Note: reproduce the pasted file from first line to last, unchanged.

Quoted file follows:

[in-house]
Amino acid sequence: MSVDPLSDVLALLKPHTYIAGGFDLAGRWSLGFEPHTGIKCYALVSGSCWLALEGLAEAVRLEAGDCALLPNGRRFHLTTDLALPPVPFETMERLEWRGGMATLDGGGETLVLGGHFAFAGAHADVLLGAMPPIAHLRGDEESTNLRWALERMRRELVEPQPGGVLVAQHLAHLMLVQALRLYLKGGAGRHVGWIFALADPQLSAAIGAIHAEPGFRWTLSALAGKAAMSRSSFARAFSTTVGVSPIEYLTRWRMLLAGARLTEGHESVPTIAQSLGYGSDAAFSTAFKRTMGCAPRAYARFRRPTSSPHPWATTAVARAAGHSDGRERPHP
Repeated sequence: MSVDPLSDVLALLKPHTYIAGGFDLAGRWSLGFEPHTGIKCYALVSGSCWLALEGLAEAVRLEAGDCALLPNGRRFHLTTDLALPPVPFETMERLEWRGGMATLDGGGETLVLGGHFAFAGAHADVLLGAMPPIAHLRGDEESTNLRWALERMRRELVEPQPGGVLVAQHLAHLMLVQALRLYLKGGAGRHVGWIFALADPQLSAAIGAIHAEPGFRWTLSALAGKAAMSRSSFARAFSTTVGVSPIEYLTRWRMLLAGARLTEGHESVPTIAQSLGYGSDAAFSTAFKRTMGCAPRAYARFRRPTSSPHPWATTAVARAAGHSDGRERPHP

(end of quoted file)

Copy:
[in-house]
Amino acid sequence: MSVDPLSDVLALLKPHTYIAGGFDLAGRWSLGFEPHTGIKCYALVSGSCWLALEGLAEAVRLEAGDCALLPNGRRFHLTTDLALPPVPFETMERLEWRGGMATLDGGGETLVLGGHFAFAGAHADVLLGAMPPIAHLRGDEESTNLRWALERMRRELVEPQPGGVLVAQHLAHLMLVQALRLYLKGGAGRHVGWIFALADPQLSAAIGAIHAEPGFRWTLSALAGKAAMSRSSFARAFSTTVGVSPIEYLTRWRMLLAGARLTEGHESVPTIAQSLGYGSDAAFSTAFKRTMGCAPRAYARFRRPTSSPHPWATTAVARAAGHSDGRERPHP
Repeated sequence: MSVDPLSDVLALLKPHTYIAGGFDLAGRWSLGFEPHTGIKCYALVSGSCWLALEGLAEAVRLEAGDCALLPNGRRFHLTTDLALPPVPFETMERLEWRGGMATLDGGGETLVLGGHFAFAGAHADVLLGAMPPIAHLRGDEESTNLRWALERMRRELVEPQPGGVLVAQHLAHLMLVQALRLYLKGGAGRHVGWIFALADPQLSAAIGAIHAEPGFRWTLSALAGKAAMSRSSFARAFSTTVGVSPIEYLTRWRMLLAGARLTEGHESVPTIAQSLGYGSDAAFSTAFKRTMGCAPRAYARFRRPTSSPHPWATTAVARAAGHSDGRERPHP